Pleasant and quite warm this morning this morning we disembarked or rather were let out of prison on to the beach for a sunning as the Colonels says. afternoon the order came for us to go and get our tents and Camp Equipage we commenced getting them at about 3 P.M. about 5 P.M. then suddenly came up a very severe Thunder Shower. and as a consequence we are all well wet through to our skin and our best uniforms wet through. dark over taking us before our tents got along and then no pins with them it began to look rather hard, when we hit upon the expedient of putting them up and using our bayonets for pins. after working for some time we suceeded in getting up 5 and turned in all wet as we were for a little sleep about 12 at night some rice and sugar came from our prison and was dealt out to the men. the first thing they have had since morn-ing except a little hard bread they had brought in there haversacks. Adjutant Dimon slept with us in our Quarters and, no distinction seemed to be made between Officers and privates for this night for all were glad enough for any kind of shelter.

Corpl. B. B. Smith:
     Monday 20
     A fine morn we got orders
     To go ashore.  the men all aboard[?]
     The jump.  went ashore in
     Small steamer.  pitched our
     Tents to the right of the fort
     It began to rain and thunder
     And lightning before we got
     Them up.  we got wet to the
     Skin.  what a good bath is the sea

Thursday, January 19, 2012

January 19, 1862

2d Lieut. Elliot:
     January 19-Sunday
     Morning very pleasant but I find any quantity of mind if this is the sacred soil of old Virginny as the niggs say. I think the soil of Massachusetts is still more sacred.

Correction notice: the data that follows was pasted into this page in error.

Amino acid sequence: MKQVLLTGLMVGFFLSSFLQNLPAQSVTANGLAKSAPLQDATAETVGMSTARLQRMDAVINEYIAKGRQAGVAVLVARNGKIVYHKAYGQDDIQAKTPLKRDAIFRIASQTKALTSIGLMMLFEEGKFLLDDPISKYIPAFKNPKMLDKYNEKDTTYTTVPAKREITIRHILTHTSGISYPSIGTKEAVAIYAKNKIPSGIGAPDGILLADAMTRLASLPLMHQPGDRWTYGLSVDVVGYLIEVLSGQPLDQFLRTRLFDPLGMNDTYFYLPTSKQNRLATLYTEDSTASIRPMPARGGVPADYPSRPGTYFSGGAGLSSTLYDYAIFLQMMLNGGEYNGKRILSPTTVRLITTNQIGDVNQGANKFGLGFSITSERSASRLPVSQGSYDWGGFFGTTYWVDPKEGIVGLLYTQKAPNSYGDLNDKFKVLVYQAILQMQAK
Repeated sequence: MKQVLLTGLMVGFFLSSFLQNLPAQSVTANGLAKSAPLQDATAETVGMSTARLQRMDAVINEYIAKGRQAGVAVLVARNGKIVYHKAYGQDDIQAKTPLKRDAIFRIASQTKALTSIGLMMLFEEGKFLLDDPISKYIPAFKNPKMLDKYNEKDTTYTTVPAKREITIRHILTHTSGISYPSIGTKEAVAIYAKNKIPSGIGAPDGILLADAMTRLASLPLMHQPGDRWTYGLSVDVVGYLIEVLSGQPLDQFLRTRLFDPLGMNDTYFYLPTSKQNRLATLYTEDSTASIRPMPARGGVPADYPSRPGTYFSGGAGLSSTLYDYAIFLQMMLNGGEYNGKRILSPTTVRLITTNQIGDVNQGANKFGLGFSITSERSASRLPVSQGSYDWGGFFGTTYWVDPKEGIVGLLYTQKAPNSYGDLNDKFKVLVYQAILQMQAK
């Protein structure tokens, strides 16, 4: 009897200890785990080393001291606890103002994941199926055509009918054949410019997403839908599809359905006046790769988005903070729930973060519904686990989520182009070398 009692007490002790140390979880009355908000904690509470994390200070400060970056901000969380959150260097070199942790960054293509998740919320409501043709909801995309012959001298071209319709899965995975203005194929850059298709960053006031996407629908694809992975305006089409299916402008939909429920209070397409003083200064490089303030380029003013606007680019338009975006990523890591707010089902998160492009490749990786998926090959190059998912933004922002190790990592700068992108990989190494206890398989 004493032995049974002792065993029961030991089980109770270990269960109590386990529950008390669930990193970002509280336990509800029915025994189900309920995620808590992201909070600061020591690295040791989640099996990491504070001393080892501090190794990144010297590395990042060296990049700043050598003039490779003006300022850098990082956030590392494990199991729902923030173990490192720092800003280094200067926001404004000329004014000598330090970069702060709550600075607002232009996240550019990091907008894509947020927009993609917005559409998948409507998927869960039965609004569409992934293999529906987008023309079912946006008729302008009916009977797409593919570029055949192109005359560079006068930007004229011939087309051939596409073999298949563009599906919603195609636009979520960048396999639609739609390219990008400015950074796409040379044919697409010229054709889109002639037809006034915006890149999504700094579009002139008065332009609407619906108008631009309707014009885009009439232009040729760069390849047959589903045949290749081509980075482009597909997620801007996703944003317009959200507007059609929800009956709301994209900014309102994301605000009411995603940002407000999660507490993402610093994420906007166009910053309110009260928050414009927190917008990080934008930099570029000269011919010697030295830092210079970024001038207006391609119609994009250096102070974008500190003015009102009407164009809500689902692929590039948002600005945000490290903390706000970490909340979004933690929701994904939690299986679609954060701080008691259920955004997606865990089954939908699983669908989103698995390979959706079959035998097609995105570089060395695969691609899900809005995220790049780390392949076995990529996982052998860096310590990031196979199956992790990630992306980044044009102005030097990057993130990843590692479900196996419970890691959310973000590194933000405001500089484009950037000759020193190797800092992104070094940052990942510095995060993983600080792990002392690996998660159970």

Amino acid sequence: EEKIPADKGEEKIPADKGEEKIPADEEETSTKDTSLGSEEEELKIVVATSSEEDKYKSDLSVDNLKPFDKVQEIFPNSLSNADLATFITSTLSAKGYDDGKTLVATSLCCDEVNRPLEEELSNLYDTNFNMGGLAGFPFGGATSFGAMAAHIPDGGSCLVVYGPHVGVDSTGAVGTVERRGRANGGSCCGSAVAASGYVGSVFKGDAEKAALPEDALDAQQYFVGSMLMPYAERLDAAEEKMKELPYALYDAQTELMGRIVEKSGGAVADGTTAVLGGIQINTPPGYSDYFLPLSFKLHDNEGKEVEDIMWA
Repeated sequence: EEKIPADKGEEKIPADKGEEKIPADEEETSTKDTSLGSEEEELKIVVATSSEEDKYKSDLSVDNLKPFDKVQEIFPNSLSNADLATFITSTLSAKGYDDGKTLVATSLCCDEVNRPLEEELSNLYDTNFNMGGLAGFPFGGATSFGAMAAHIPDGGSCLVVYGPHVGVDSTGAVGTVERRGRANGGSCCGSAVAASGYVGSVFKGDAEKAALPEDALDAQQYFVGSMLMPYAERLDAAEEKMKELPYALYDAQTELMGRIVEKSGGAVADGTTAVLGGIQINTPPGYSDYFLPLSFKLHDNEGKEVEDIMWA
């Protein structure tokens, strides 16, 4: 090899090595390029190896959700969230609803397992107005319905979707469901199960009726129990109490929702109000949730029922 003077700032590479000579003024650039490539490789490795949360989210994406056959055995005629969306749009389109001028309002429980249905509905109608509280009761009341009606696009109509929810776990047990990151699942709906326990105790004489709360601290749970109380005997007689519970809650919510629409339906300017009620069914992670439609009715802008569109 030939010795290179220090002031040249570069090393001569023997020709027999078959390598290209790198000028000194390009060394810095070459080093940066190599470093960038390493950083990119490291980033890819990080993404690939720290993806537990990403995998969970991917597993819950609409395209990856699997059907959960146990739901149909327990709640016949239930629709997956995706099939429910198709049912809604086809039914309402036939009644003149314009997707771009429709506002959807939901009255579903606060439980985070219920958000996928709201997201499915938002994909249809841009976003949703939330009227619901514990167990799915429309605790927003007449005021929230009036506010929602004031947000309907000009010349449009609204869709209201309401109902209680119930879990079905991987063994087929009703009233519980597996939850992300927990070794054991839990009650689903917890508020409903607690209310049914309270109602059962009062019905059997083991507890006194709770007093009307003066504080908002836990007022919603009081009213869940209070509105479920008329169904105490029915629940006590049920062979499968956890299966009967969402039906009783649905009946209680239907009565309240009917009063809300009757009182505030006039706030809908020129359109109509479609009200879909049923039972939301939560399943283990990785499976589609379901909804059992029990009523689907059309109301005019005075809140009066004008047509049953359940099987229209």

Baked Beans and Oysters was my breakfast this morning at Brother Charleys. then went down to the Hygea Hotel and saw Mrs Bent. she was very glad to see me. gave me a bottle of Brandy & Peaches which look quite nice and no doubt they are so. I went on board about noon after having a very hard time to do so. for I could get no boat but at last went on board with Col Shepley. Kinnear also was with me.
     We saw a horrid sight on our way to the Wharf or rather on the Wharf. a team which had been drawing cannon to the wharf on the running gear of a heavy wagon. drawn by 4 horses one of the axles broke down and the horses started on a gallop up the Wharf. we had to jump in order to save our own lives. the man all this time hanging on with his hands around the pole. and still holding the reins. he ran some way, and was at last stopped by a Zouaves of the N. York 16th the man was not killed, but very badly hurt. the hair all worn from his head where it had come in contact with the mud. he was taken up and carried off. and we have heard no more from him.

Corpl. B. B. Smith:
     Sunday, January 19, 1862
     Fine again not ashore yet
     The men are quite uneasy
     They want to go ashore and
     Have a wash.  we are getting
     Rather dirty with more
     Passengers than we started
     With by Thousands lively &
     Scratching times.

Wednesday, January 18, 2012

January 18, 1862

Qr. Master Sergt. Howe:
From a Letter:
     Fortress Monroe, Va., January 18, 1862.